Who Do You Think You Are?

Temperance report, 1875

Richard Brass from the West Yorkshire Archive Service, Bradford, discusses a document from the heart of the Victorian temperance debate

- Interview By Rosemary Collins

From the 1830s onwards, the temperance movement became increasing­ly popular in Britain. Concerned about the destructiv­e social impact of drunkennes­s among the working classes, temperance activists sought to promote teetotalis­m and campaigned against the sale of alcohol. In 1875, Bradford house painter, Methodist lay preacher and temperance activist James Scurrah visited dram shops, licensed houses and beer shops on Saturday, Sunday and Monday nights, and reported on what he saw. His reports are held by West Yorkshire Archive Service, Bradford. Archive assistant Richard Brass tells us more.

Can You Describe The Temperance Reports?

James Scurrah made crude tables that note the sign of the pub that he’s coming into and the approximat­e time. He notes the numbers of males and females in each pub, and he has a column for remarks. The reports always follow the same format in that they are taken from opening time on Saturday evening until closing on Monday evening, and he goes on a di!erent route around the city centre on each report. Scurrah covers an enormous amount of ground – the reports are like a walking tour of the Bradford district. I hope one day to map out how far he’s walking.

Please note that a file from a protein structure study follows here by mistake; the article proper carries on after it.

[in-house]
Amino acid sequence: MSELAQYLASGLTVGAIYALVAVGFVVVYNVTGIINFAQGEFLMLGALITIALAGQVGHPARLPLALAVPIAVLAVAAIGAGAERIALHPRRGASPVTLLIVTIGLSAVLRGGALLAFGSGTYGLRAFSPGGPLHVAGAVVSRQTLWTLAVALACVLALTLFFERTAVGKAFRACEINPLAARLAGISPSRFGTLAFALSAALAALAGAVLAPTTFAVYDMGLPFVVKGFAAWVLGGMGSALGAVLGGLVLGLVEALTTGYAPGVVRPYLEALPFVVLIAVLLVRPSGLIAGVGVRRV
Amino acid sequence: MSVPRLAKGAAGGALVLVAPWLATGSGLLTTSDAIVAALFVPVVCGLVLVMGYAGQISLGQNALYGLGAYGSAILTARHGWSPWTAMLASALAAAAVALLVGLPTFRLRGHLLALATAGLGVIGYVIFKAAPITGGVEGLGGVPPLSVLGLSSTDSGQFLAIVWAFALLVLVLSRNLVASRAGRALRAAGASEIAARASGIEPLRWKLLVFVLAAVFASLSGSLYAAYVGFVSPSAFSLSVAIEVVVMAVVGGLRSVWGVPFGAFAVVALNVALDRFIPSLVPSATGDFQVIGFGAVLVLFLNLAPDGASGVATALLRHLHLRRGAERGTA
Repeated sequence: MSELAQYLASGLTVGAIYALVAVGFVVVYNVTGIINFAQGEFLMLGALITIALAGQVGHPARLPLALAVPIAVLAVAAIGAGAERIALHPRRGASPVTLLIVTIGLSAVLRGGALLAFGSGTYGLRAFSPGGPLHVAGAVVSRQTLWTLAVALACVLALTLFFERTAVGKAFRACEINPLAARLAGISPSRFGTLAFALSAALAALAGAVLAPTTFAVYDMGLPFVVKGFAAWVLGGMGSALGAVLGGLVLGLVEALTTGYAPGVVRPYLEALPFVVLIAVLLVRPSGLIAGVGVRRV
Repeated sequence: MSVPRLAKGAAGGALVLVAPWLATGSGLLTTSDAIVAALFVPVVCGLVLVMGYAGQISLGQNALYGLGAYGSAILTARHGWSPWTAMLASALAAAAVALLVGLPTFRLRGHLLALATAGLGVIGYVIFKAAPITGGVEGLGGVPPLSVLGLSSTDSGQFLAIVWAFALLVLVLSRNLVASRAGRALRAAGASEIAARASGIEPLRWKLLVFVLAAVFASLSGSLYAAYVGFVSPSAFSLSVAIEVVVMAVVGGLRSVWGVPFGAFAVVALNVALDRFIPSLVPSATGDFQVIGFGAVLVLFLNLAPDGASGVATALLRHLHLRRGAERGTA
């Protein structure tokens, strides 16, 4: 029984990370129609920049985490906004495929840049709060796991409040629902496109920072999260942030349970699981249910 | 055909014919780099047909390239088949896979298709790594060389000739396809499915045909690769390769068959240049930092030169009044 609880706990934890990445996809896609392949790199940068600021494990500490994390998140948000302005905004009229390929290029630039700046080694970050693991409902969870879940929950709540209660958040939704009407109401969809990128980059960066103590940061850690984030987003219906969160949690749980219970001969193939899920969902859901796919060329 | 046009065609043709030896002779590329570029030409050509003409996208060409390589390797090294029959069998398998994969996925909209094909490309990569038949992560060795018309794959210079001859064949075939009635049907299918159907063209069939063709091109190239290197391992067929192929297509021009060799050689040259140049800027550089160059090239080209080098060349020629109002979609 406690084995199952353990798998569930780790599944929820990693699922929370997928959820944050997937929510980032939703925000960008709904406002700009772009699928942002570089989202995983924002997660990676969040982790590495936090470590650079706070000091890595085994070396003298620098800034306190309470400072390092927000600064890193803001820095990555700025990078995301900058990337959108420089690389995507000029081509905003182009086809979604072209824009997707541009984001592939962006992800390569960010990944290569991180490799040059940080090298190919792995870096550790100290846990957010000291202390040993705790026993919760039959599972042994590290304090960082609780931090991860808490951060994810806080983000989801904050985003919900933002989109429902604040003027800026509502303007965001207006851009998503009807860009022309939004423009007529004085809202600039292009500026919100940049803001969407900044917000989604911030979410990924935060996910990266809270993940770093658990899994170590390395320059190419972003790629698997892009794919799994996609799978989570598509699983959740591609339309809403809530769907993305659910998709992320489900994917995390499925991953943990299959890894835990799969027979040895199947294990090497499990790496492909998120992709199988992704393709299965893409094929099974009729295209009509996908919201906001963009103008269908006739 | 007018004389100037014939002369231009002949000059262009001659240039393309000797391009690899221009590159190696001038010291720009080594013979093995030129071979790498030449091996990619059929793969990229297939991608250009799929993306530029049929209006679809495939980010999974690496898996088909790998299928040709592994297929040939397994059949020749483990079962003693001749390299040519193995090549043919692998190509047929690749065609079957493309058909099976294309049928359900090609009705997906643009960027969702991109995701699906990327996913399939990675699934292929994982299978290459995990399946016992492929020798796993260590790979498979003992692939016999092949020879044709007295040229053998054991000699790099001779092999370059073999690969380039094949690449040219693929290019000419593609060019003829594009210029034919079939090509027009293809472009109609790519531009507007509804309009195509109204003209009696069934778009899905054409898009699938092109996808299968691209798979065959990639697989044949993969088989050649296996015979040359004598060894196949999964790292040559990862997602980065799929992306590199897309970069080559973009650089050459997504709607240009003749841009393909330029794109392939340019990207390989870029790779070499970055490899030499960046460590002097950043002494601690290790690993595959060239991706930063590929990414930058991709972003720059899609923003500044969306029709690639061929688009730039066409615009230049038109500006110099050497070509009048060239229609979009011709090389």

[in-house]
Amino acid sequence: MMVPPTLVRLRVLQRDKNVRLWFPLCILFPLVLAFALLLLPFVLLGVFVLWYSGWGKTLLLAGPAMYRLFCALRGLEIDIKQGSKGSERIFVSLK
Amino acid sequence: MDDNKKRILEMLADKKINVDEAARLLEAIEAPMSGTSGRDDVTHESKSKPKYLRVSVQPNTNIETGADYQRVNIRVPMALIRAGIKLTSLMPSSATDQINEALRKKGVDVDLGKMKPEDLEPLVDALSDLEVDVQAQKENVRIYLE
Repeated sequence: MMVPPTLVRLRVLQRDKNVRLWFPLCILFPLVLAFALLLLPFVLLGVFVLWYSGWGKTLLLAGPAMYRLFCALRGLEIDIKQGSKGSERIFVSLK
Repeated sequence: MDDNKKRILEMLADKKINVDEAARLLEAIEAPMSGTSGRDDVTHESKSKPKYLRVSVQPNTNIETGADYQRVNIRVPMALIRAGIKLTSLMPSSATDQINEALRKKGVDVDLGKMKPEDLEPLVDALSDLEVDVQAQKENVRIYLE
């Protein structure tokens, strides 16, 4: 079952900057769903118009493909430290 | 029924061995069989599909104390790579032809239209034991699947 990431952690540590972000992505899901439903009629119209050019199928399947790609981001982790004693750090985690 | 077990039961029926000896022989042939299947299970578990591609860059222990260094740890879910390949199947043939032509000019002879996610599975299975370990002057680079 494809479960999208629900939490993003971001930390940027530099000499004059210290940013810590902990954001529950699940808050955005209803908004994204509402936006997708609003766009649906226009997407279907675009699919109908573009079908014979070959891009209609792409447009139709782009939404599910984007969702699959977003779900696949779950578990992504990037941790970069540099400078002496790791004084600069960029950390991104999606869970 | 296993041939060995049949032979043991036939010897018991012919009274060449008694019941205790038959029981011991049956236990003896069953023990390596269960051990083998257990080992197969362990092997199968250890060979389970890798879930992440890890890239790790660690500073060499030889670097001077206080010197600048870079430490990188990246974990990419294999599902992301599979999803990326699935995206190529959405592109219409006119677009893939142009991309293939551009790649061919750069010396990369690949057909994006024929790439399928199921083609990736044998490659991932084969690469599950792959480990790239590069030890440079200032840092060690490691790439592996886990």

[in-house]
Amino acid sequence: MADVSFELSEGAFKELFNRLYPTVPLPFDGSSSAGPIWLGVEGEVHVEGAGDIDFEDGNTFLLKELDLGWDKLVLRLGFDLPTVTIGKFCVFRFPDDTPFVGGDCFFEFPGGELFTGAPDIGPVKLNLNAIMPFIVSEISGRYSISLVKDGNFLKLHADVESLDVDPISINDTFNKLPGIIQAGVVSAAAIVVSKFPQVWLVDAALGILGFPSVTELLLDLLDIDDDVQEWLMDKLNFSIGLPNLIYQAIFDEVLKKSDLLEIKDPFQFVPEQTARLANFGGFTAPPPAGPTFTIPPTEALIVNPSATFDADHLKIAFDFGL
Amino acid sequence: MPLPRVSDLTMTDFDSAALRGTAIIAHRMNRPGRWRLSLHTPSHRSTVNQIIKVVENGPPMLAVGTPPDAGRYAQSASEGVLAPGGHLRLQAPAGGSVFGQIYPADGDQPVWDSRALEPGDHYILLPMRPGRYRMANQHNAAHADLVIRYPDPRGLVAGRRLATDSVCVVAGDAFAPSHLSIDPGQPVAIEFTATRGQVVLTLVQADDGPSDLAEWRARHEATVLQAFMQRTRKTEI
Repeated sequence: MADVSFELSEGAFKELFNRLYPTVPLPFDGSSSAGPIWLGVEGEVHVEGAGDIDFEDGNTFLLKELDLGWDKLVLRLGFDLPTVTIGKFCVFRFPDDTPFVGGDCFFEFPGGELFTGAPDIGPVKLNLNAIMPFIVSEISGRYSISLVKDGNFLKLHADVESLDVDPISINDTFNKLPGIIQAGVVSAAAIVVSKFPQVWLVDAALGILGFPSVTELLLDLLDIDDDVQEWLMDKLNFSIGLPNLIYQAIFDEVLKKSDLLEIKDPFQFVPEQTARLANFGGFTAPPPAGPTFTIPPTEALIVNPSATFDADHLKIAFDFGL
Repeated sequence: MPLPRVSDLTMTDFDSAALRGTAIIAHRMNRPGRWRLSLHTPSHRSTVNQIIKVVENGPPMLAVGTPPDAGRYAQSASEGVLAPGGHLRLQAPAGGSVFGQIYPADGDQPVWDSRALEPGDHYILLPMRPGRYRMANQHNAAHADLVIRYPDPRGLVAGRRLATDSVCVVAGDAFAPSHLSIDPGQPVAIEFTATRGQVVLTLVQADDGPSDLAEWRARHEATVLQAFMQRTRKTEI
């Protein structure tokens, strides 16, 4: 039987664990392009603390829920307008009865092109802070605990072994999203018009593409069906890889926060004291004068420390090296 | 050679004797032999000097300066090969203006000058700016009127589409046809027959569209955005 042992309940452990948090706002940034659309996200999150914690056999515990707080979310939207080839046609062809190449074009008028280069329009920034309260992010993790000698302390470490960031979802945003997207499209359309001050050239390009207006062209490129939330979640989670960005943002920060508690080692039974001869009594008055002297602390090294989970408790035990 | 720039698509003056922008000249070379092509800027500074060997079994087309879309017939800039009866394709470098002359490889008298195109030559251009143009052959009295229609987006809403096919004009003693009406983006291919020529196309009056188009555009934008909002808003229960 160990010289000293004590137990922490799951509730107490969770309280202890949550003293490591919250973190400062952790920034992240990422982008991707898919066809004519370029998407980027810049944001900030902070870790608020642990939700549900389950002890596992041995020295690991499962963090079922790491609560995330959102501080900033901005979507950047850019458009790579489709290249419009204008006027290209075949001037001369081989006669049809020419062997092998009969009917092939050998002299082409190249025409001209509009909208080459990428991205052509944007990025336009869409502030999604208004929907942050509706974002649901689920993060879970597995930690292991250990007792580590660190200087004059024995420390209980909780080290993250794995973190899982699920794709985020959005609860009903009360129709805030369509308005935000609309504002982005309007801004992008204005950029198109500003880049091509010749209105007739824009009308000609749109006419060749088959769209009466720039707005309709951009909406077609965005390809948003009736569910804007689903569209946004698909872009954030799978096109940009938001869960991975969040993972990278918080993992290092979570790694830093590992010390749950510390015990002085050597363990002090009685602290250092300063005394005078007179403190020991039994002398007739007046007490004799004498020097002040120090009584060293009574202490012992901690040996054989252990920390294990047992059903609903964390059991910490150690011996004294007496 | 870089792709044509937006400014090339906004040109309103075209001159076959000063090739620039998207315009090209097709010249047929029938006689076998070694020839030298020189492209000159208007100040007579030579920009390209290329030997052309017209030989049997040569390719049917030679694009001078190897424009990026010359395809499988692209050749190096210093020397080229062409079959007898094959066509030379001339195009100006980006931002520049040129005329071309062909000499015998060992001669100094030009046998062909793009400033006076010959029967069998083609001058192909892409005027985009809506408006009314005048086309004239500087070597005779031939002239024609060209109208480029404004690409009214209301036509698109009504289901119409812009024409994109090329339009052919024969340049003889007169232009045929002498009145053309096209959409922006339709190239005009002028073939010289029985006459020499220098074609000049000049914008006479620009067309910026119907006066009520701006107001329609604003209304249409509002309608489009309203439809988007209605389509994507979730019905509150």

Generally in the early evening it’s a bit quieter, but as the evening wears on it can get rowdy and very, very busy. This means that the remarks become more exciting from a researcher’s perspectiv­e later on.

Can You Tell Me About His Observatio­ns?

James Scurrah is clearly very judgementa­l. His ire particular­ly falls upon unaccompan­ied women who are drinking in pubs. Irishmen and Irish women are always singled out, and people of low character and loose morals. To be fair, if a pub is quiet he’ll say “Very quiet in here”. If it’s noisy or there’s people swearing or using coarse language he’ll always note it too.

For example, at the Spotted Ox on Ivegate on 13 March 1875 you would find, “Many of the women in here… dressed up to the mark, and you would have thought they were of the highest class if you had not heard them speak, but as soon as they had spoken you would ken what they were, women of loose habits.”

In terms of religion, I think Scurrah believes that these people are probably going to go to Hell. His preface to the fourth report says, “I find not so much drinking as on the first occasion, but I find su"cient to convince me and every wellwisher of his species that the drinking habits of the people is a bane on society, and the forerunner of evil and wickedness in the world.”

Scurrah also reports on the behaviour of the police. On 29 February 1875, at the Swan Inn on Market Street, he notes that he “followed an Inspector of Police in and I waited 10 minutes outside to see if he came out but he did not whilst I stopped”.